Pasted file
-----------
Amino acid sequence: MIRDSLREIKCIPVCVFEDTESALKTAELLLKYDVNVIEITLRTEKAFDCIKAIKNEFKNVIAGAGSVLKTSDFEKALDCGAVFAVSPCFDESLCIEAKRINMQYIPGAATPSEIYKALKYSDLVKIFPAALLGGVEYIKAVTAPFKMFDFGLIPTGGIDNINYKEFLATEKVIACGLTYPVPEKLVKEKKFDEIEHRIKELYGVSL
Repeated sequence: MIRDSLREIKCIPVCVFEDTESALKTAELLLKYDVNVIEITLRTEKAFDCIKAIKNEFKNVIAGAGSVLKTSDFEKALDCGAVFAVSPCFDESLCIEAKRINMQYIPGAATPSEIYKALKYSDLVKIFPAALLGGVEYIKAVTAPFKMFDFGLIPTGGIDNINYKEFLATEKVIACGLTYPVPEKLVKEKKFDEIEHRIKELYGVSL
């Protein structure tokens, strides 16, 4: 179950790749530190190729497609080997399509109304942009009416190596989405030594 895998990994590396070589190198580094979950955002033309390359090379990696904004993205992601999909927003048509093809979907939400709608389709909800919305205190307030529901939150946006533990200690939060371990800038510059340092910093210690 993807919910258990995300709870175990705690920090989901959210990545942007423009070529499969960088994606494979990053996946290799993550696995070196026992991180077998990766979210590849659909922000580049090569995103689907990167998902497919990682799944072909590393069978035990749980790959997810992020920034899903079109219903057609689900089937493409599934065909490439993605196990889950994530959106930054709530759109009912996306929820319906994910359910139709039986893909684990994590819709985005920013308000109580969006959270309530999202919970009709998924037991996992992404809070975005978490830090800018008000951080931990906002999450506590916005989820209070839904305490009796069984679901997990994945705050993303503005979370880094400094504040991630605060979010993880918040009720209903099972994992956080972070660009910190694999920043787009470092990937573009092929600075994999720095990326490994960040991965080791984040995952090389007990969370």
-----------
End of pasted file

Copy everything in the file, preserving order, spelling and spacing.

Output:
Amino acid sequence: MIRDSLREIKCIPVCVFEDTESALKTAELLLKYDVNVIEITLRTEKAFDCIKAIKNEFKNVIAGAGSVLKTSDFEKALDCGAVFAVSPCFDESLCIEAKRINMQYIPGAATPSEIYKALKYSDLVKIFPAALLGGVEYIKAVTAPFKMFDFGLIPTGGIDNINYKEFLATEKVIACGLTYPVPEKLVKEKKFDEIEHRIKELYGVSL
Repeated sequence: MIRDSLREIKCIPVCVFEDTESALKTAELLLKYDVNVIEITLRTEKAFDCIKAIKNEFKNVIAGAGSVLKTSDFEKALDCGAVFAVSPCFDESLCIEAKRINMQYIPGAATPSEIYKALKYSDLVKIFPAALLGGVEYIKAVTAPFKMFDFGLIPTGGIDNINYKEFLATEKVIACGLTYPVPEKLVKEKKFDEIEHRIKELYGVSL
């Protein structure tokens, strides 16, 4: 179950790749530190190729497609080997399509109304942009009416190596989405030594 895998990994590396070589190198580094979950955002033309390359090379990696904004993205992601999909927003048509093809979907939400709608389709909800919305205190307030529901939150946006533990200690939060371990800038510059340092910093210690 993807919910258990995300709870175990705690920090989901959210990545942007423009070529499969960088994606494979990053996946290799993550696995070196026992991180077998990766979210590849659909922000580049090569995103689907990167998902497919990682799944072909590393069978035990749980790959997810992020920034899903079109219903057609689900089937493409599934065909490439993605196990889950994530959106930054709530759109009912996306929820319906994910359910139709039986893909684990994590819709985005920013308000109580969006959270309530999202919970009709998924037991996992992404809070975005978490830090800018008000951080931990906002999450506590916005989820209070839904305490009796069984679901997990994945705050993303503005979370880094400094504040991630605060979010993880918040009720209903099972994992956080972070660009910190694999920043787009470092990937573009092929600075994999720095990326490994960040991965080791984040995952090389007990969370």